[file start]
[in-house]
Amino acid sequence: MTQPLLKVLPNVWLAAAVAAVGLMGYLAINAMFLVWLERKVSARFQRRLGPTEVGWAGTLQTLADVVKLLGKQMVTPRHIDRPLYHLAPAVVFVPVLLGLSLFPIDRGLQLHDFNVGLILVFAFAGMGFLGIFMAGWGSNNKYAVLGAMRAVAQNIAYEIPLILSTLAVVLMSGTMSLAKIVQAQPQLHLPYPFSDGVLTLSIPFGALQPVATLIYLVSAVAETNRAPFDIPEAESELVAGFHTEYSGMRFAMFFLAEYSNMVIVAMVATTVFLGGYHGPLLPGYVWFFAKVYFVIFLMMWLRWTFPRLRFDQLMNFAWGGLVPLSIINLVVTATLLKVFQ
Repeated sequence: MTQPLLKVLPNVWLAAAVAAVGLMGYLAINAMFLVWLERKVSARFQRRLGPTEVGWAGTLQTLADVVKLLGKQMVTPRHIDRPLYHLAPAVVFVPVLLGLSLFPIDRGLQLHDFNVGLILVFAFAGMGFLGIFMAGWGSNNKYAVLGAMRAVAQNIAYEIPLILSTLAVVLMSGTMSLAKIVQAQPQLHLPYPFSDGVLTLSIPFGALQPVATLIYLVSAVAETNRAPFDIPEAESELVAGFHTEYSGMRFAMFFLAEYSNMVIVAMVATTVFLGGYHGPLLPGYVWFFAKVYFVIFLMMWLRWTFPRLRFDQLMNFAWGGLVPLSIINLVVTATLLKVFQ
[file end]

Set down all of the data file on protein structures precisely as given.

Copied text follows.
[in-house]
Amino acid sequence: MTQPLLKVLPNVWLAAAVAAVGLMGYLAINAMFLVWLERKVSARFQRRLGPTEVGWAGTLQTLADVVKLLGKQMVTPRHIDRPLYHLAPAVVFVPVLLGLSLFPIDRGLQLHDFNVGLILVFAFAGMGFLGIFMAGWGSNNKYAVLGAMRAVAQNIAYEIPLILSTLAVVLMSGTMSLAKIVQAQPQLHLPYPFSDGVLTLSIPFGALQPVATLIYLVSAVAETNRAPFDIPEAESELVAGFHTEYSGMRFAMFFLAEYSNMVIVAMVATTVFLGGYHGPLLPGYVWFFAKVYFVIFLMMWLRWTFPRLRFDQLMNFAWGGLVPLSIINLVVTATLLKVFQ
Repeated sequence: MTQPLLKVLPNVWLAAAVAAVGLMGYLAINAMFLVWLERKVSARFQRRLGPTEVGWAGTLQTLADVVKLLGKQMVTPRHIDRPLYHLAPAVVFVPVLLGLSLFPIDRGLQLHDFNVGLILVFAFAGMGFLGIFMAGWGSNNKYAVLGAMRAVAQNIAYEIPLILSTLAVVLMSGTMSLAKIVQAQPQLHLPYPFSDGVLTLSIPFGALQPVATLIYLVSAVAETNRAPFDIPEAESELVAGFHTEYSGMRFAMFFLAEYSNMVIVAMVATTVFLGGYHGPLLPGYVWFFAKVYFVIFLMMWLRWTFPRLRFDQLMNFAWGGLVPLSIINLVVTATLLKVFQ